second and no greater than MaxAdvertisementInterval.




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      Default: 0.75 * MaxAdvertisementInterval

   AdvertisementLifetime

      The value (in seconds) to be placed in the Lifetime field of
      router advertisements sent from the interface.  Must be no less
      than MaxAdvertisementInterval and no greater than 9000 seconds.

      Default: 3 * MaxAdvertisementInterval


   For each of the IPv6 Addresses of each interface:

   Advertise

      A flag indicating whether or not the IPv6 Address is to be
      advertised.

      Default: TRUE

   PreferenceLevel

      The preferability of the interface as a default router choice,
      relative to other router interfaces serving the same Cluster-
      prefix on the same link.

      Values are in the range 0 to 255.  Higher values mean more
      preferable.  The minimum value zero is reserved to indicate that
      the IPv6 Address, even though it may be advertised, is not to be
      used by neighboring hosts as a default router address.  The
      maximum value 255 is reserved to indicate that the preference was
      locally configured, and not learned through advertisments.

      Default: 128

   It is useful to configure an IPv6 Address with a preference level of
   zero (rather than simply setting its Advertise flag to FALSE) when
   advertisements are being used for "black hole" detection.  In
   particular, a router that is to be used to reach only specific
   destinations could advertise a preference level of zero (so that
   neighboring hosts will not use it as a default router for reaching
   arbitrary destinations) and a non-zero lifetime (so that neighboring
   hosts that have been redirected or configured to use it can detect
   its failure by timing out the reception of its advertisements).

   DISCUSSION:

      It has been suggested that, when the preference level of an IPv6



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      Address has not been explicitly configured, a router could set it
      according to the metric of the router's "default route" (if it has
      one), rather than defaulting as suggested above.  Thus, a router
      with a better metric for its default route would advertise a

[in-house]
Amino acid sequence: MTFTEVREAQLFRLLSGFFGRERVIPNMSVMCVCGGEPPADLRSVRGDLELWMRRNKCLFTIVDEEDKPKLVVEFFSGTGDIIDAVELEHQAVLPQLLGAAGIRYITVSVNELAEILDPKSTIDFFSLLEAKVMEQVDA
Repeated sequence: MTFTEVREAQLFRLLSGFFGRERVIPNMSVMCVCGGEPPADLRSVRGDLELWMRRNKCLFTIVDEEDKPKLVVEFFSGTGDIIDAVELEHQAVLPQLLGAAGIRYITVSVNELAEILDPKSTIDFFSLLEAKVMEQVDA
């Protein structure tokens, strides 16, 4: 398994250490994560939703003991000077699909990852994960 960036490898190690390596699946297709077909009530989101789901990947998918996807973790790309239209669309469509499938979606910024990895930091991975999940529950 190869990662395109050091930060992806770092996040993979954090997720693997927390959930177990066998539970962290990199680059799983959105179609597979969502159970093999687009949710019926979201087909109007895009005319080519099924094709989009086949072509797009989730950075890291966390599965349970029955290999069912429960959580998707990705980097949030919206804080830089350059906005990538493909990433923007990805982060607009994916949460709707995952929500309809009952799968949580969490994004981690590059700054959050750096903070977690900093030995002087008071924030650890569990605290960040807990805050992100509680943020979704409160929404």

higher preference level for its IPv6 Address.  (Note that routing
      metrics that are encoded such that "lower is better" would have to
      be inverted before being used as preference levels in router
      advertisement messages.) Such a strategy might reduce the amount
      of redirect traffic on some links by making it more likely that
      the host's first choice for reaching an arbitrary destination is
      also the best choice.

      On the other hand, redirect traffic is rarely a significant load
      on a link, and there are some cases where such a strategy would
      result in more redirect traffic (on links from which the most
      frequently chosen destinations are best reached via routers other
      than the one with the best default route).  Also, since the
      routing algorithms learn of neighboring routers from the
      advertisements, and the default routes are learned from the
      routing algorithms, the calculated preference may be unstable from
      time to time.  This document makes no recommendation concerning
      this issue, and implementors are free to try such a strategy, as
      long as they also support static configuration of preference
      levels as specified above.



4.3.  Implementation Details

   The term "advertising interface" refers to any functioning and
   enabled interface that has at least one IPv6 Address whose configured
   Advertise flag is TRUE.

   From each advertising interface, the router MUST transmit periodic
   Advertisements.

   CONTROVERSIAL:

      A router MAY proxy for the identifers of other nodes, using the
      Other-Identifier extension.  This SHOULD only be used when the